The French Alps are one step closer to hosting the 2034 Olympic Winter Games. OLYMPICS.ORG

The International Olympic Committee’s executive board proposed the French Alps for the organisation of the 2030 Winter Games on Wednesday, after the recommendation from the Commission on Future Olympic Winter Games Host Cities.

Winter is coming… to the French Alps.On the same day that the Executive Board of the IOC decided that Salt Lake City - Utah 2034 (SLC-UT 2034) be put up for election at the IOC Session in Paris on 22-24 July, it also proposed the French Alps for the 2030 Winter Games.

The organisers of France’s candidacy committed to deliver all outstanding guarantees on the 2030 project prior to the IOC Session, but due to the current political situation in France, with elections looming, the documents could not be finalised before the EB decision and is therefore subject to the following being delivered, in accordance with IOC requirements.

Commission Chair and IOC Member Karl Stoss valued the fact that the French Alps had previous experience hosting world championships and world cups, while Salt Lake City-Utah 2034 would extend the transformative benefits of the Olympic and Paralympic Games 2002 to a new generation.

“The Future Host Commission is confident that these two Preferred Hosts represent a great opportunity for successful and sustainable Olympic Winter Games,” said Stoss. “As the first Olympic Winter Games editions to align with Olympic Agenda 2020 from planning to delivery, both projects would achieve significant social, economic and environmental benefits for their host communities, while building on their existing expertise in hosting international winter sports competitions”. Excellent venues and strong involvement of athletes in Games planning were another main draw towards the French Alps proposal.

In November, the EB opened two Targeted Dialogues overseen by the Future Host Commission: one with the French Olympic and Paralympic Committees (CNOSF and CPSF) for the French Alps 2030, andthe other with the United States Olympic and Paralympic Committee (USOPC) for Salt Lake City-Utah 2034. Since then, the IOC has analysed the strategic and technical aspects of both projects and consulted extensively with stakeholders, including the International Sports Federations (IFs), experts from across the IOC, and independent, third-party sources.

The projects are being assessed for different editions of the Games and therefore are not in competition with one another. “These are two very exciting projects, and two very different projects, which clearly demonstrate that there is no one-size-fits-all model to host Olympic and Paralympic Games,” said Mr Stoss.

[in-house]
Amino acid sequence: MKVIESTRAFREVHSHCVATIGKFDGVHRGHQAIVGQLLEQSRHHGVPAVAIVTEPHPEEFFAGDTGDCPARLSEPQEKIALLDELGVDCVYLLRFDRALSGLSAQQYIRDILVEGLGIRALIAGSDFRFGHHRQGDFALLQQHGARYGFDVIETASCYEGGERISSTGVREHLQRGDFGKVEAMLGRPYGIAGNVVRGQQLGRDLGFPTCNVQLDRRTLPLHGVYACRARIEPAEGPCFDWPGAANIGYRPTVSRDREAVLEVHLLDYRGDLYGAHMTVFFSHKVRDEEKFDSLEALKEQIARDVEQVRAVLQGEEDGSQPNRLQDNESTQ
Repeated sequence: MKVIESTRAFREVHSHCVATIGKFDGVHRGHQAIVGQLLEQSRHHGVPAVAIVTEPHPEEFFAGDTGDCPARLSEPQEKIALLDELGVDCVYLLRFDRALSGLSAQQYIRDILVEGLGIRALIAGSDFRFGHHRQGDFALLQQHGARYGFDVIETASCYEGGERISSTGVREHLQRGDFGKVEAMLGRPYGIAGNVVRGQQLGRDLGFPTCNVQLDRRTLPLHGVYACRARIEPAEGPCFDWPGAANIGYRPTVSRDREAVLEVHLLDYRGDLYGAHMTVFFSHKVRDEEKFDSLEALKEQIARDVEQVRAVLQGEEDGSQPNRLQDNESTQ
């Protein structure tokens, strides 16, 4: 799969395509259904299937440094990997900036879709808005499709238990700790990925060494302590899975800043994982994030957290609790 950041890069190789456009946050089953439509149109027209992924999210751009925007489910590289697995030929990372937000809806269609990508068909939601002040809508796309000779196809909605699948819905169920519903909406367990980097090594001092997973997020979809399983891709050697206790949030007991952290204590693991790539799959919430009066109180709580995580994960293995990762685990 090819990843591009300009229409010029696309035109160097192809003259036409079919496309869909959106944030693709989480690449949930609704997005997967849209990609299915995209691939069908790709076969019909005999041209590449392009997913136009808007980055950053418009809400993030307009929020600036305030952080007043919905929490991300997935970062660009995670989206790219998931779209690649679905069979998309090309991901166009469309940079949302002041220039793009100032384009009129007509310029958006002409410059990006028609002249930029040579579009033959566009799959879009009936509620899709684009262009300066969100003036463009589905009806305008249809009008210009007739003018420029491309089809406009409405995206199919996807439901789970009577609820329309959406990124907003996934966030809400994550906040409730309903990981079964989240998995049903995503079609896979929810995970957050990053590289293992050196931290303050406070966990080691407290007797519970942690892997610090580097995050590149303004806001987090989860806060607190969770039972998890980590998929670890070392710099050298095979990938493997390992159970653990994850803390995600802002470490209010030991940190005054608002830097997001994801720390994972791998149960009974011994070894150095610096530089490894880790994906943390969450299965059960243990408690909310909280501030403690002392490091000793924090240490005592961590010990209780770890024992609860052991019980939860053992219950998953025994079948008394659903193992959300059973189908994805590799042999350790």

The IOC expressed that the 2030 project had received “strong public and political support” and cited the vision to unite the northern and southern Alpine regions of France under one global “French Alps” banner as an opportunity to achieve long-lasting social, economic and environmental benefits for such a wide geographical region, promoting sustainable year-round tourism and addressing future challenges, including climate change.

French National Olympic and Sports Committee president David Lappartient announces French Alps' bid in 2023. GETTY IMAGES
French National Olympic and Sports Committee president David Lappartient announces French Alps' bid in 2023. GETTY IMAGES

Alignment with existing socio-economic development plans and Olympic Agenda 2020 and Olympic Agenda 2020+5, the IOC’s outlined future roadmaps in order to deliver financially and environmentally sustainable Games, included making use of 93 per cent of existing or temporary venues in four clusters and therefore reducing carbon emissions compared to previous Games.

Legacy plans to make winter sports accessible to everyone, especially people with disabilities and young people were also valued, as well as the opportunities to capitalise on the knowledge and experience of France hosting Paris 2024 and extend some legacy and partner programmes to the winter context.

The report and recommendation of the Future Host Commission will, in accordance with the Olympic Charter [Rule 33], be submitted to IOC Members no later than one month before the opening date of the Session.

The next step in the process will be a virtual in-camera briefing to IOC Members on 26 June. If all requirements are met by the Preferred Hosts, the IOC Session is scheduled to vote on the IOC EB proposals on 24 July.